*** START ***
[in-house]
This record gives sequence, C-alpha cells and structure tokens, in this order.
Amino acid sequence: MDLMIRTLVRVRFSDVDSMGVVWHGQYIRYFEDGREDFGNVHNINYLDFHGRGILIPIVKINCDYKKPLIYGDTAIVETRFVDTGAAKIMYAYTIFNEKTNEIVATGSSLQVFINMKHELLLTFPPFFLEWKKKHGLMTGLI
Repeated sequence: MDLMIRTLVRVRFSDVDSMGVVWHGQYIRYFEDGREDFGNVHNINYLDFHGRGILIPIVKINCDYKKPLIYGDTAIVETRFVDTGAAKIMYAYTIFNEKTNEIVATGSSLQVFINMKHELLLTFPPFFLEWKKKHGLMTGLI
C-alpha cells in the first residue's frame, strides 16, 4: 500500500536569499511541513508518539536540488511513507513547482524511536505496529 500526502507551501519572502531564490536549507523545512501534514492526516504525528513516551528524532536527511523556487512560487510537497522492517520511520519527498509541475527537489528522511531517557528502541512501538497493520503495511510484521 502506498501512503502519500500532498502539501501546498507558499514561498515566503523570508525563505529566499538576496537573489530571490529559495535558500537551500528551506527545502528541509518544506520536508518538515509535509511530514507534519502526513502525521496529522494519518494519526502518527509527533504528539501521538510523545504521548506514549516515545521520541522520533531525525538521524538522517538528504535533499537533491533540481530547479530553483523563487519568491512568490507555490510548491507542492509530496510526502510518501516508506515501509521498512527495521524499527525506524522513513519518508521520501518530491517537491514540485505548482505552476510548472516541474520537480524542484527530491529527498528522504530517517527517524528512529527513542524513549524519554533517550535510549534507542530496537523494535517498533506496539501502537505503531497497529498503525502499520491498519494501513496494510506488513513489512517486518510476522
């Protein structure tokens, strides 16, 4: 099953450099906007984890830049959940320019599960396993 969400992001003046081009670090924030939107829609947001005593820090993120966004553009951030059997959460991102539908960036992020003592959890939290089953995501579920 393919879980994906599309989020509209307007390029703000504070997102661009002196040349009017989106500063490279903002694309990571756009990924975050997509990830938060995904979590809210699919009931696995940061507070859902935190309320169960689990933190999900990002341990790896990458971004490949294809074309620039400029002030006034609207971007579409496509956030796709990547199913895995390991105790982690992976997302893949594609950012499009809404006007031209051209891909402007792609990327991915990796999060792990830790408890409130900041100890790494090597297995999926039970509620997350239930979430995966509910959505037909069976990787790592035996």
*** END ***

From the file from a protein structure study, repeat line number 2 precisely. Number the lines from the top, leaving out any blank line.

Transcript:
This record gives sequence, C-alpha cells and structure tokens, in this order.